There are 5 skills involved in learning to read. Explanations of those five skills, along with suggestions of how you can help your child develop each skill area as follows:
This is a pre-requisite to phonics and one of the best predictors of later reading success. It is the understanding that words and syllables can be broken down into smaller units. This is the ability to notice, think about, and work with the individual sounds in words. Before children learn to read print, they need to become aware of how the sounds in words work.
“Sally, bally, bo, bally, banana, fanna, fo fally, be, by, bo bally, oh sally”
This allows children to manipulate different sounds in familiar words.
Read books with rhymes, sing rhyming songs and learn poems.
Make word family words – bat, hat, sat, cat
Work with individual sounds – s-u-n……….sun
This provides children with a consistent strategy to apply sound-symbol relationships to decode new words. This is m = MMMM and monkey starts with m.
Phonetic skills help children learn the relationships between the letters of written language and the sounds of spoken language.
Teach letter/sound relationships
Play alphabet bingo
Identify vowels – a, e, i, o, u
Work w letter combinations – ‘st’ in stop sign,
After children are able to change printed symbols into sounds, they enter a stage of developing fluency. Word recognition becomes easy and fluent reading is characterized by a lack of trouble w/ word identification. This is when they can read text accurately and quickly. Fluent readers read aloud effortlessly and with expression. They need to become fluent in order to understand what they’ve read.
Model fluent reading
Have child read and re-read familiar text.
Have child read along with you.
Read short poems over and over.
This is understanding the words we use to communicate. Oral vocabulary is the words we use in speaking and listening. Reading vocabulary is what impacts reading comprehension.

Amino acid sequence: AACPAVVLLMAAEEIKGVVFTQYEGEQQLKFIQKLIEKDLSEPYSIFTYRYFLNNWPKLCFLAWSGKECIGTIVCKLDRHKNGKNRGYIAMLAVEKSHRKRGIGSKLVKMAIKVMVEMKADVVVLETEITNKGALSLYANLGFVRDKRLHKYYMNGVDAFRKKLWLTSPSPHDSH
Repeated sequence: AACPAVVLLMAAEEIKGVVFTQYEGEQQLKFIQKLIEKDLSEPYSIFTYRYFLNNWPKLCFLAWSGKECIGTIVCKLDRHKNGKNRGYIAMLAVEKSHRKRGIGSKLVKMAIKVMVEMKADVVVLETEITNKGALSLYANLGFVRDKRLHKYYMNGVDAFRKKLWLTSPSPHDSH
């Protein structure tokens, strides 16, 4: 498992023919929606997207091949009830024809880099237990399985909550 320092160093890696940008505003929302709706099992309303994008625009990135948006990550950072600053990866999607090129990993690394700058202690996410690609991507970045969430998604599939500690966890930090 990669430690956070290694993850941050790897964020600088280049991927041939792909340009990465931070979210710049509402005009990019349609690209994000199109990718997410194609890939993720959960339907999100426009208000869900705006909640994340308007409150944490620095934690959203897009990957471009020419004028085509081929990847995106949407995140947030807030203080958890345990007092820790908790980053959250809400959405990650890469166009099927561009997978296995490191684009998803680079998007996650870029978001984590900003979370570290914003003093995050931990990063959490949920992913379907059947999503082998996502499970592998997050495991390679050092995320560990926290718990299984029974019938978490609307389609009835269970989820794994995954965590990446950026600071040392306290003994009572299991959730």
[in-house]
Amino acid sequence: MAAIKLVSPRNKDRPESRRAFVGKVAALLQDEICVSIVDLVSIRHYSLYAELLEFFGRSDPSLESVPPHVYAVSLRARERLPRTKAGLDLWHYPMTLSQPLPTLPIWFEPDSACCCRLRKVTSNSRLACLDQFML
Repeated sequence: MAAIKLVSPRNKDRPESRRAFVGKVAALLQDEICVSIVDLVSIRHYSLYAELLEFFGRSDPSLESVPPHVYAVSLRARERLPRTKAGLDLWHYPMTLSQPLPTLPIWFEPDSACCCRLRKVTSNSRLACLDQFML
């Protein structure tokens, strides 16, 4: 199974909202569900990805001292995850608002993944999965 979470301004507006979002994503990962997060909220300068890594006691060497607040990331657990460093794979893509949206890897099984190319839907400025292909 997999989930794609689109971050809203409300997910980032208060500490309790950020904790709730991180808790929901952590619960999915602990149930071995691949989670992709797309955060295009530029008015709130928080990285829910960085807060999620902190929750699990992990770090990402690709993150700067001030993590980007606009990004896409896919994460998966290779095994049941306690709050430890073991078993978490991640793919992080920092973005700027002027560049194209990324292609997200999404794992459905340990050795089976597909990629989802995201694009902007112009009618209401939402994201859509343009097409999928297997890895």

Talk, read, talk, read, answer questions, talk, read, clarify
This is the end goal of reading. Decoding without understanding is pointless. This is the very reason for reading. The first 3 years we learn to read, the rest of our lives, we read to learn. Good readers are purposeful. They have a purpose for reading.
Read recipes while cooking
Read toy and game instructions
Ask questions about the text your child is reading. Who is in the story? What is the story about? Have you ever had a similar experience? How is this character like others you’ve read about?
Clarify words your child doesn’t understand.
More Ways Parents Can Help a Child Learning to Read:
Daily read and reread stories to child
Encourage attempts @ reading/writing
Allow child to participate in cooking, list writing
Play games that involve specific instructions
Engage child in conversation
Talk about favorite storybooks
Read to child and encourage child’s reading
Suggest child to write to friends/relatives
Ask child to share what they’ve learned
Share w/ teacher evidence of child’s reading/writing
Continue to read to and have child read to you
Engage in activities that require literacy
Display child’s written work
Visit library regularly
Support child’s hobby w/ reading material & references
Visit library and bookstores to encourage
Highlight child’s progress in reading/writing
Encourage child to use print for many purposes
such as recipes, directions, games, sports
Build a love of language through conversation
Source: National Association for the Education of Young Children